India v England: Graeme Swann wants 'quick wickets' on day two
Graeme Swann warned his England team-mates that "we need to keep India below 450" after the hosts made 323-4 on day one of the first Test in Ahmedabad.
Virender Sehwag smashed 117 and Cheteshwar Pujara an unbeaten 98 as Swann (4-85) took all four wickets.
"We will need quick wickets in the morning," said off-spinner Swann.
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"It's been India's day, right from winning the toss. I thought England fought back well in the last session but India will be extremely happy with 323-4 on a wearing wicket. Pujara will have a bit of a sleepless night on 98 - he'll have the expectation of coming back tomorrow and completing his hundred."
"We will be batting last on this [pitch] - that's what happens when you lose the toss. They have two very good spinners so we will have to bowl well."
Opener Sehwag's 117-ball innings made him the the subject of England's lunchtime team talk.
"It was a tough first session, and Sehwag was superb for the first two hours, but after that we bounced back well," said Swann.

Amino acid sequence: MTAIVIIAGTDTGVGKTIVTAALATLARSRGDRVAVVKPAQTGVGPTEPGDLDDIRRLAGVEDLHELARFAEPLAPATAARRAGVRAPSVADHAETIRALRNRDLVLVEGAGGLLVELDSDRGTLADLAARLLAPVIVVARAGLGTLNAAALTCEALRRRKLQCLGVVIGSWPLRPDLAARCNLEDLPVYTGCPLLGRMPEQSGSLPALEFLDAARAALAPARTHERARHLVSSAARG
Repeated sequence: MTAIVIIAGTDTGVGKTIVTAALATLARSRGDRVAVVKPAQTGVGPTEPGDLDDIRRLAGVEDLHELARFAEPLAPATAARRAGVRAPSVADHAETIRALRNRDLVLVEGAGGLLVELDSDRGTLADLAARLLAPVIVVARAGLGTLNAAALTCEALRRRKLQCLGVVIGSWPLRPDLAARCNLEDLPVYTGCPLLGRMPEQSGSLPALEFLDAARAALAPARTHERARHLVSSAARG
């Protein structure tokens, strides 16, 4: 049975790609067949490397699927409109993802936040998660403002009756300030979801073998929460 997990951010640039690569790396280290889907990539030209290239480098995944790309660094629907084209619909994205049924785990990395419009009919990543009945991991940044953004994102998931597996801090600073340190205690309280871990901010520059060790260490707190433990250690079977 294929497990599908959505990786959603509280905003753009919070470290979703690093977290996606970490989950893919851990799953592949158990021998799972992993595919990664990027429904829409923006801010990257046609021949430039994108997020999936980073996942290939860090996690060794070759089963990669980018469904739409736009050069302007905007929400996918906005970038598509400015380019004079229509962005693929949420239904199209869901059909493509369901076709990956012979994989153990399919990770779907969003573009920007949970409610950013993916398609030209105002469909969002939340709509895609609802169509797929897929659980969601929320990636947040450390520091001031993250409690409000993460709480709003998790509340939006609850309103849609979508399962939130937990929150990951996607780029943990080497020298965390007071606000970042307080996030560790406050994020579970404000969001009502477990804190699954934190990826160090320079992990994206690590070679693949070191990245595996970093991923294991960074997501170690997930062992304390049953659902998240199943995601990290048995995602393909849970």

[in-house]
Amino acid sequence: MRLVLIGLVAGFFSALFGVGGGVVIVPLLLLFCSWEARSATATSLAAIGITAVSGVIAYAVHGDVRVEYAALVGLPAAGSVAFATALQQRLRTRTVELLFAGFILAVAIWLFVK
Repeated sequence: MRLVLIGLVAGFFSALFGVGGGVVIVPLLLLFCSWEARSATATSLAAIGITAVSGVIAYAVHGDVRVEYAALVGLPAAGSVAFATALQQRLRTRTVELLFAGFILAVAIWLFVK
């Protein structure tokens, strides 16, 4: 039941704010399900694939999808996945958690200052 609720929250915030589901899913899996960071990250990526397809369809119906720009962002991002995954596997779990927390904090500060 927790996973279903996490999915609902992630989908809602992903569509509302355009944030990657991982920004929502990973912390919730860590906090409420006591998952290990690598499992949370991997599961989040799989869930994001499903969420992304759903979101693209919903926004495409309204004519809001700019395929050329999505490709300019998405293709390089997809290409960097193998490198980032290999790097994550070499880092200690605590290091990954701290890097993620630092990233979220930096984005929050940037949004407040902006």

"We said that we knew how he [Sehwag] can bat, but that we couldn't let the game drift away.
"I thought we did that by bowling straighter and with more discipline, and I thought we won that [afternoon] session."
In dismissing Sehwag, Swann broke Jim Laker's record of 193 Test wickets to become England's most successful off-spinner.
"It is a proud moment," said the 33-year-old. "I'm always saying I'm not one for stats. But when people told me I was near to Jim Laker, I was genuinely excited.
"When you're growing up, famous names from the game, you never even dream of emulating them - let alone going past their record."
Sehwag's 23rd Test ton, made off just 90 deliveries, was his first for two years but his seventh in the longest form of the game to come at better than a run a ball.
"This one was due," said Sehwag. "I'm very pleased to have scored one after a long time and at the right time, in the first innings of the first Test."
Despite India's strong position, Sehwag warned that the lifeless nature of the pitch will make it hard for the hosts to take 20 England wickets.
"If you try to block, it's difficult to get out," he said. "The wicket is very slow. It's turning, but not sharply."